via Get “fit for randomness” [with Ontonix UK]

5 Responses to Is the "fire" taking hold in the Arab world? Tunisian “burning man revolution” a lesson in Complexity Theory

  1. I wonder how familiar President Mubarak is with the Bible!?

    President Mubarak had plenty of good years to plan for the turmoil that Egypt now faces. The Egyptian economy has shown greater growth than that of UK in recent times! Commodities are at the heart of financial markets.

    If you don’t want a revolution, then you make damn sure your citizens don’t go hungry. If only he’d learned a thing or two from the pharaohs, then he might have avoided this undignified end.

    If Mubarak had remembered the bible story of Joseph, then he’d know the telling tale about a Pharaoh with bad dreams. One was about 7 fat cows and 7 skinny cows. The other was about 7 healthy wheat sheaves and 7 shrivelled ones.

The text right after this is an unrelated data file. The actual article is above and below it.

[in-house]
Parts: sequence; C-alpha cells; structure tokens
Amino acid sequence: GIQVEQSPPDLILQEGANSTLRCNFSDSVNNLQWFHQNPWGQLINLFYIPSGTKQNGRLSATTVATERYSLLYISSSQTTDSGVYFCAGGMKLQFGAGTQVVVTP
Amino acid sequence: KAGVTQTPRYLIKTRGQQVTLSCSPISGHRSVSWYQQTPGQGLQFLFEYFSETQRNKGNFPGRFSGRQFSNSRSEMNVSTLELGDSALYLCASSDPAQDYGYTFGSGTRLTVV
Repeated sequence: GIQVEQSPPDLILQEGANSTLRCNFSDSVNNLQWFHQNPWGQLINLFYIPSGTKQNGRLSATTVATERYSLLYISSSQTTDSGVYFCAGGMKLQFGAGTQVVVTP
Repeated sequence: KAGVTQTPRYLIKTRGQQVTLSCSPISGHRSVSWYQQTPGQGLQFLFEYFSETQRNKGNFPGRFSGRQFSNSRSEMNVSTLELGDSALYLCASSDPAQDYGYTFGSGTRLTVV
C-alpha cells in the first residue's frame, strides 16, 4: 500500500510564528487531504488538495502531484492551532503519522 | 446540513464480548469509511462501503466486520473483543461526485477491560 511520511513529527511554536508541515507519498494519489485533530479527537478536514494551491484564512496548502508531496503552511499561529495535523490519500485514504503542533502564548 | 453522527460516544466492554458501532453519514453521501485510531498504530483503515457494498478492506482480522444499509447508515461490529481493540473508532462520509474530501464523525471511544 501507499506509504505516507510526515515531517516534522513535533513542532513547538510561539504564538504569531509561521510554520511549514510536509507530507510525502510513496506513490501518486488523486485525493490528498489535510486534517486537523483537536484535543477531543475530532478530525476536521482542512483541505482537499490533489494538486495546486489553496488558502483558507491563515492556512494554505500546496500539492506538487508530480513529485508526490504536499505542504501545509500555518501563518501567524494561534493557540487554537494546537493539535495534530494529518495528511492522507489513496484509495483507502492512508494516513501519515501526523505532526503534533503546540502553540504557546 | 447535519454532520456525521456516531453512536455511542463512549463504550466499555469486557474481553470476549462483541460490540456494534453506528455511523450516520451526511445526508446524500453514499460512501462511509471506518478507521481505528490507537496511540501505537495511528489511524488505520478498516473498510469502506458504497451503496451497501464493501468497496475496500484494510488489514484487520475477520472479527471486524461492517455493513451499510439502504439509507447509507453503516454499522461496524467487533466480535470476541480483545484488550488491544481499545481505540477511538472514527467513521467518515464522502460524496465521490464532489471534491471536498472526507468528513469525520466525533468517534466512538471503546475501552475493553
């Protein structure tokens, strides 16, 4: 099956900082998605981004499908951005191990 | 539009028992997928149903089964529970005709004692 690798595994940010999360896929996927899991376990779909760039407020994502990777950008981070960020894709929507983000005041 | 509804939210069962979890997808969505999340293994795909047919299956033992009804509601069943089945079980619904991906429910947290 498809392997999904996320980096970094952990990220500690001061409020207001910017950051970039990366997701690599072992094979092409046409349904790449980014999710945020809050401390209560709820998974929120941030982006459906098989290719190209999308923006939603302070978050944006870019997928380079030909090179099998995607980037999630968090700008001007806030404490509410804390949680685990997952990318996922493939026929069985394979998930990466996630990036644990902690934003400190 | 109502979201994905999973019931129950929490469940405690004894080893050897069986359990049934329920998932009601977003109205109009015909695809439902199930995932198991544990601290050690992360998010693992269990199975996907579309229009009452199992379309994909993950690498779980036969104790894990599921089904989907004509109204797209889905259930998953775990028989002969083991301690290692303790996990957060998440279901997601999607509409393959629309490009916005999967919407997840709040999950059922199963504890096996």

Essentially, this was all to do with commodities prices.

    Joseph, the imprisoned dream-teller realised that these dreams meant that wheat prices would be low for seven years (due to abundance) and then zoom up for another seven (because of famine).

    He advised stockpiling grains during the good years to ensure citizens had food during the poor harvests to come. They knew that during poor harvests, prices would zoom up and the poor would simply starve. Pharaoh was probably worried about regime change.

    The solution for a commodities squeeze is simple. But it’s one that eludes modern economies. Saving anything other than paper money has become anathema to us and it’s a matter made a whole lot worse by globalisation.

    Adapted from the words of Bengt Saelensminde

  2. Charles Ehin says:

    Well said, David! As I’ve said before, complex adaptive systems’ thinking is vital today in order to properly address never before anticipated organizational problems and opportunities. Where conventional approaches consistently fail to bring success, more pragmatic approaches need to be found based on the latest multi-disciplinary research in such fields as evolutionary psychology and social neuroscience. Therefore, it’s prudent that we place greater emphasis in our organizations on sociocultural homeostasis that benefits all members equitably. Cheers, Charlie